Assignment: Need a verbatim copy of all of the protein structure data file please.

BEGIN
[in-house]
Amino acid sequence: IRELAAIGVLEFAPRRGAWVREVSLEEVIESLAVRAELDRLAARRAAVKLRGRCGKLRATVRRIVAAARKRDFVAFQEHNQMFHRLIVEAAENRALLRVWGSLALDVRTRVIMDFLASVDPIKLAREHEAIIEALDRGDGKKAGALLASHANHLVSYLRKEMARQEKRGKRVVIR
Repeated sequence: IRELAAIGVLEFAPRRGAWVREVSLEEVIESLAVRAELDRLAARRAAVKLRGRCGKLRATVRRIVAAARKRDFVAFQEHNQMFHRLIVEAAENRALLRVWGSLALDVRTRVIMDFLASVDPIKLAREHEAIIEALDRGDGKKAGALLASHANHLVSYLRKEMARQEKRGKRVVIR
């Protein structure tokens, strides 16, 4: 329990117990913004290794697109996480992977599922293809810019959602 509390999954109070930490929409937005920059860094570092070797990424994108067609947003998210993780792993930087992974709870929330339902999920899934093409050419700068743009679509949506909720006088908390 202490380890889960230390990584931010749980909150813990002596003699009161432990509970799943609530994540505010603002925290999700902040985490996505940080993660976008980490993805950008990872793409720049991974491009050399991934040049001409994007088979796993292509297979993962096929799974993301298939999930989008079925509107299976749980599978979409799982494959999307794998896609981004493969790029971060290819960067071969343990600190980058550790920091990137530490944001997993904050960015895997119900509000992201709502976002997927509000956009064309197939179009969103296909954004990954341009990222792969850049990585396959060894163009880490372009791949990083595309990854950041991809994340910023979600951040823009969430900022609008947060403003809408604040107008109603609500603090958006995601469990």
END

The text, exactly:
[in-house]
Amino acid sequence: IRELAAIGVLEFAPRRGAWVREVSLEEVIESLAVRAELDRLAARRAAVKLRGRCGKLRATVRRIVAAARKRDFVAFQEHNQMFHRLIVEAAENRALLRVWGSLALDVRTRVIMDFLASVDPIKLAREHEAIIEALDRGDGKKAGALLASHANHLVSYLRKEMARQEKRGKRVVIR
Repeated sequence: IRELAAIGVLEFAPRRGAWVREVSLEEVIESLAVRAELDRLAARRAAVKLRGRCGKLRATVRRIVAAARKRDFVAFQEHNQMFHRLIVEAAENRALLRVWGSLALDVRTRVIMDFLASVDPIKLAREHEAIIEALDRGDGKKAGALLASHANHLVSYLRKEMARQEKRGKRVVIR
């Protein structure tokens, strides 16, 4: 329990117990913004290794697109996480992977599922293809810019959602 509390999954109070930490929409937005920059860094570092070797990424994108067609947003998210993780792993930087992974709870929330339902999920899934093409050419700068743009679509949506909720006088908390 202490380890889960230390990584931010749980909150813990002596003699009161432990509970799943609530994540505010603002925290999700902040985490996505940080993660976008980490993805950008990872793409720049991974491009050399991934040049001409994007088979796993292509297979993962096929799974993301298939999930989008079925509107299976749980599978979409799982494959999307794998896609981004493969790029971060290819960067071969343990600190980058550790920091990137530490944001997993904050960015895997119900509000992201709502976002997927509000956009064309197939179009969103296909954004990954341009990222792969850049990585396959060894163009880490372009791949990083595309990854950041991809994340910023979600951040823009969430900022609008947060403003809408604040107008109603609500603090958006995601469990």